3.5 / 5
How quick we are to idealize our past. The Perks of Being a Wallflower never comes right out and says it, but it's set in the very early 1990s -- before cell phones and smart phones, before the Internet, when if someone told you, "Stay away for a little while," you had two choices: obsess over it or stay away for a little while.
Clearly, the movie thinks this was a much better choice than poring over Facebook or sending endless text messages, and it's certainly more cinematic. The only real option back then was to pine away and feel sorry for yourself, and even if it seemed horrible at the time, now it looks sweet and low-tech, resulting in a lyrical melancholy that pervades The Perks of Being a Wallflower, a movie that in many ways resembles Say Anything, the finest of the 1980s teen comedies.
Charlie (Logan Lerman) is a freshman, which is a particularly hellish fate for someone with as many emotions as Charlie has. He's been going through a difficult time, and throughout the movie we learn more and more about what happened to him and why it made him such an alleged wallflower.
But wallflowers don't make particularly compelling entertainment, and the fact is, Charlie may be a little unsure of himself, which is natural for a 15-year-old boy, but he's far from a shrinking violet. Just a few weeks into the school year, he introduces himself to the brother-sister team of Sam (Emma Watson) and Patrick (Ezra Miller), beautiful kids both but ever so slightly eccentric.
Still, they're much more popular than Logan, and they're both seniors, which means that just as Charlie's high-school life is beginning, theirs is drawing to a close. Charlie's increasingly close friendship with them, and their own circle of mixed-up friends, is the backbone for The Perks of Being a Wallflower.
The movie also has some brief roles for adults, none of whom are particularly notable except, perhaps, Charlie's English teacher, Mr. Anderson (Paul Rudd), who sees the boy's potential despite his shy tendencies, and encourages him to pursue his ambition to be a writer.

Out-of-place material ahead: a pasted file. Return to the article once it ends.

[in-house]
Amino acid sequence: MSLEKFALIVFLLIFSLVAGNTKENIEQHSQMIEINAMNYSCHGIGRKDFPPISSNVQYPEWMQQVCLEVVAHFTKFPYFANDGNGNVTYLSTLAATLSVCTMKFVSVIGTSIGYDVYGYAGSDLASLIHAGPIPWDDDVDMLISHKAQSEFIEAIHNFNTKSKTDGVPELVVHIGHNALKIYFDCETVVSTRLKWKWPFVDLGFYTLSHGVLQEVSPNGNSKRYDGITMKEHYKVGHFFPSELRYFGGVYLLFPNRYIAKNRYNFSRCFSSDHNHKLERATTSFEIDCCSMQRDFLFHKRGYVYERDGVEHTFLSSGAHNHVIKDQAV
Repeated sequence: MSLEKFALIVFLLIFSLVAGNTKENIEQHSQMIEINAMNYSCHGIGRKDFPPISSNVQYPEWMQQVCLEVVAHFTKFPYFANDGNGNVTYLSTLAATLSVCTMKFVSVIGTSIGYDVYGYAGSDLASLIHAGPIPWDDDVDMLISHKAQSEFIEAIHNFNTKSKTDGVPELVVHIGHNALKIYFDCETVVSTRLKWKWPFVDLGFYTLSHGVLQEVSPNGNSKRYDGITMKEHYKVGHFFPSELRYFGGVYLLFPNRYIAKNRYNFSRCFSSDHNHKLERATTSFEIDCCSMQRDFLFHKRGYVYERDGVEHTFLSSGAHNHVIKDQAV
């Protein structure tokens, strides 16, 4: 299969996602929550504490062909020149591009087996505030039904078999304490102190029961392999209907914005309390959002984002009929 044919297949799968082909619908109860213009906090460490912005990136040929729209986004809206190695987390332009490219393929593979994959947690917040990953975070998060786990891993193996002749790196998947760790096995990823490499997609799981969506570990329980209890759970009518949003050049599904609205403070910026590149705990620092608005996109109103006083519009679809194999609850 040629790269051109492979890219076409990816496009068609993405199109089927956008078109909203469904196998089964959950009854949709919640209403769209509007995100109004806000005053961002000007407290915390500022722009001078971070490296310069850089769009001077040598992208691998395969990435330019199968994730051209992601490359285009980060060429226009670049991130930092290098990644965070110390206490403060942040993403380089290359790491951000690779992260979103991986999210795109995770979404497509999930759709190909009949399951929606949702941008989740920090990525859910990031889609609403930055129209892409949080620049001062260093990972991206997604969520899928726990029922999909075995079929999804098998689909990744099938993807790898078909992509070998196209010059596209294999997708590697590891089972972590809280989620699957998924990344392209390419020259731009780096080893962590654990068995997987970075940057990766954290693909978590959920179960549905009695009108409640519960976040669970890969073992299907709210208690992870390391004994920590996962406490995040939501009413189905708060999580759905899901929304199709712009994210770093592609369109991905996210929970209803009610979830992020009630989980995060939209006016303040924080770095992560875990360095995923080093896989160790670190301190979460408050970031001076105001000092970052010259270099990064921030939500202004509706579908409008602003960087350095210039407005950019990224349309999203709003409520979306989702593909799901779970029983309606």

The movie plays out more in a series of vignettes than in a straight storyline, underscoring the simultaneous difficulty and success writer-director Stephen Chbosky has in adapting his own epistolary novel, which has Charlie recounting incidents of his first year in high school to an unknown recipient. On the page, it was engrossing, on the screen it works less well, and throughout most of The Perks of Being a Wallflower, the letter-writing idea is shunted aside.
The great success of the film is less in its meandering screenplay than in the two stellar central performances by Lerman and Watson as a boy and girl with a deep connection but whose age will keep them apart. They know each other well -- but, then, how well can a freshman understand the yearnings and life lessons of someone who has already lived through the next three years? Lerman captures the tenuousness well; he's an affable, sweet actor. Watson puts on a convincing enough American accent and overcomes the tendency toward effusive bossiness that made her last few Harry Potter outings a bit obnoxious.
The key note that The Perks of Being a Wallflower hits sourly is the character of Patrick, an openly gay teen who comes across as brash, overbearing and too frivolous. The movie seems to forget the reality of life in 1991, of AIDS and societal disapproval; twenty years on, we live in a different time, but Perks could have used Patrick as a reminder of how far we've come.
What Perks gets very right is the wistful sadness of being a teenager, of feeling disconnected and unsure. It beautifully captures the way Charlie watches and learns that people are not always honorable, that relationships are not always easy, and that life is going to be harder than he thinks -- but it's a lot less awful when set to the beat of David Bowie's "Heroes."